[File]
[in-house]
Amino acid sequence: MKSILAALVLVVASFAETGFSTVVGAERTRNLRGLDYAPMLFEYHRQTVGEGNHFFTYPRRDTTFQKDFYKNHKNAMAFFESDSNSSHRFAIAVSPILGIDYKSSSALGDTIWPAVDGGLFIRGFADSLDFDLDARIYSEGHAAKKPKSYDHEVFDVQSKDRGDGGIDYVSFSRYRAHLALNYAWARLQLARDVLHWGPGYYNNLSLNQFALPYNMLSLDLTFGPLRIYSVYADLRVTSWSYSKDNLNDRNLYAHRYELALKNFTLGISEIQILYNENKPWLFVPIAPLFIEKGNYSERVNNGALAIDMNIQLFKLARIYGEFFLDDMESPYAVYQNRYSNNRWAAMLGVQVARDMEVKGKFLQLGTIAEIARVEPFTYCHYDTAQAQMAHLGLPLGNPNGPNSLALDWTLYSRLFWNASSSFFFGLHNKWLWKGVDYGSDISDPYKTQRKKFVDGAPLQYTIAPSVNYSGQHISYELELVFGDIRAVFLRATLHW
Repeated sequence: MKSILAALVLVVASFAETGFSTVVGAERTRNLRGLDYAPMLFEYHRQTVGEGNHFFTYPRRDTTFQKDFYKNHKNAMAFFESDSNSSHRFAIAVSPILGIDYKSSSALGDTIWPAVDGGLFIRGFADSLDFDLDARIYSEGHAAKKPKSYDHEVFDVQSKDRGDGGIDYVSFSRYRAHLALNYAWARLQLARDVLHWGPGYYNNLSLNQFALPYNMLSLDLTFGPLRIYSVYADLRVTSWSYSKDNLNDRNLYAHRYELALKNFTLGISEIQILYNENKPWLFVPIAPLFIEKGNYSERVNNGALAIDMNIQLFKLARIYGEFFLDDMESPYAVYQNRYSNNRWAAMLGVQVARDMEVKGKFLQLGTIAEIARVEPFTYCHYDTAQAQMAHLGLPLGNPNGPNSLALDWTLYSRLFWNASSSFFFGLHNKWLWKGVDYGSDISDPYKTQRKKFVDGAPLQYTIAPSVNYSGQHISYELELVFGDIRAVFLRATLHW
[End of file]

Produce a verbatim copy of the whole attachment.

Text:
[in-house]
Amino acid sequence: MKSILAALVLVVASFAETGFSTVVGAERTRNLRGLDYAPMLFEYHRQTVGEGNHFFTYPRRDTTFQKDFYKNHKNAMAFFESDSNSSHRFAIAVSPILGIDYKSSSALGDTIWPAVDGGLFIRGFADSLDFDLDARIYSEGHAAKKPKSYDHEVFDVQSKDRGDGGIDYVSFSRYRAHLALNYAWARLQLARDVLHWGPGYYNNLSLNQFALPYNMLSLDLTFGPLRIYSVYADLRVTSWSYSKDNLNDRNLYAHRYELALKNFTLGISEIQILYNENKPWLFVPIAPLFIEKGNYSERVNNGALAIDMNIQLFKLARIYGEFFLDDMESPYAVYQNRYSNNRWAAMLGVQVARDMEVKGKFLQLGTIAEIARVEPFTYCHYDTAQAQMAHLGLPLGNPNGPNSLALDWTLYSRLFWNASSSFFFGLHNKWLWKGVDYGSDISDPYKTQRKKFVDGAPLQYTIAPSVNYSGQHISYELELVFGDIRAVFLRATLHW
Repeated sequence: MKSILAALVLVVASFAETGFSTVVGAERTRNLRGLDYAPMLFEYHRQTVGEGNHFFTYPRRDTTFQKDFYKNHKNAMAFFESDSNSSHRFAIAVSPILGIDYKSSSALGDTIWPAVDGGLFIRGFADSLDFDLDARIYSEGHAAKKPKSYDHEVFDVQSKDRGDGGIDYVSFSRYRAHLALNYAWARLQLARDVLHWGPGYYNNLSLNQFALPYNMLSLDLTFGPLRIYSVYADLRVTSWSYSKDNLNDRNLYAHRYELALKNFTLGISEIQILYNENKPWLFVPIAPLFIEKGNYSERVNNGALAIDMNIQLFKLARIYGEFFLDDMESPYAVYQNRYSNNRWAAMLGVQVARDMEVKGKFLQLGTIAEIARVEPFTYCHYDTAQAQMAHLGLPLGNPNGPNSLALDWTLYSRLFWNASSSFFFGLHNKWLWKGVDYGSDISDPYKTQRKKFVDGAPLQYTIAPSVNYSGQHISYELELVFGDIRAVFLRATLHW